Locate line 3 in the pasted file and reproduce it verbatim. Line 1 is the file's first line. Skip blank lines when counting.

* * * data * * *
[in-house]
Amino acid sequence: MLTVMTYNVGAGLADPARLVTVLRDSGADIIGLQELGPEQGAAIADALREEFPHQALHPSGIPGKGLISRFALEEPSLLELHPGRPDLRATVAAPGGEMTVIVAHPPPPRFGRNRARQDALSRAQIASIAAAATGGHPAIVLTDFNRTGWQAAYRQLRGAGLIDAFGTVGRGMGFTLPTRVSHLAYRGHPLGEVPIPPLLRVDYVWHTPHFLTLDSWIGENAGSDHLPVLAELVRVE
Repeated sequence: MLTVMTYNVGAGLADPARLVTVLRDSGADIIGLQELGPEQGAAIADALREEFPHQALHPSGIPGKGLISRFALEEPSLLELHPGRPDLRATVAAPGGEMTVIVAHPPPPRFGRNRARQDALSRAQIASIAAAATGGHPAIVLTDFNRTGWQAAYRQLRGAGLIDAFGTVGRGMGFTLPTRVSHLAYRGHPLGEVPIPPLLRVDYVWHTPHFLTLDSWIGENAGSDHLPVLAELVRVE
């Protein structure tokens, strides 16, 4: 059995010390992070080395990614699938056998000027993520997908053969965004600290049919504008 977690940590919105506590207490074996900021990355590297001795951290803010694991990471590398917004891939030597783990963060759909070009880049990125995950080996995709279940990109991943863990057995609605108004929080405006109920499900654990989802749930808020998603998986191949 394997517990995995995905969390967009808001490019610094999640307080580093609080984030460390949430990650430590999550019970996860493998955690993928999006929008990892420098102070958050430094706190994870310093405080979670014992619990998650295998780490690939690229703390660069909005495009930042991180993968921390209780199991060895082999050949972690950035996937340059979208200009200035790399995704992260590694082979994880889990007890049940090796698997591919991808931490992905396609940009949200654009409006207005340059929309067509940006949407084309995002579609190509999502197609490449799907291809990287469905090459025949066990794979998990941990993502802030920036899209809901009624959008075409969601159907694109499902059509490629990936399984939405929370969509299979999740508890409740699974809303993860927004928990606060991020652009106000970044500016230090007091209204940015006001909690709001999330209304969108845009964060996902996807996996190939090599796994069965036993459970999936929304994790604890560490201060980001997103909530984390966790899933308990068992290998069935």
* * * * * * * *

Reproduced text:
Repeated sequence: MLTVMTYNVGAGLADPARLVTVLRDSGADIIGLQELGPEQGAAIADALREEFPHQALHPSGIPGKGLISRFALEEPSLLELHPGRPDLRATVAAPGGEMTVIVAHPPPPRFGRNRARQDALSRAQIASIAAAATGGHPAIVLTDFNRTGWQAAYRQLRGAGLIDAFGTVGRGMGFTLPTRVSHLAYRGHPLGEVPIPPLLRVDYVWHTPHFLTLDSWIGENAGSDHLPVLAELVRVE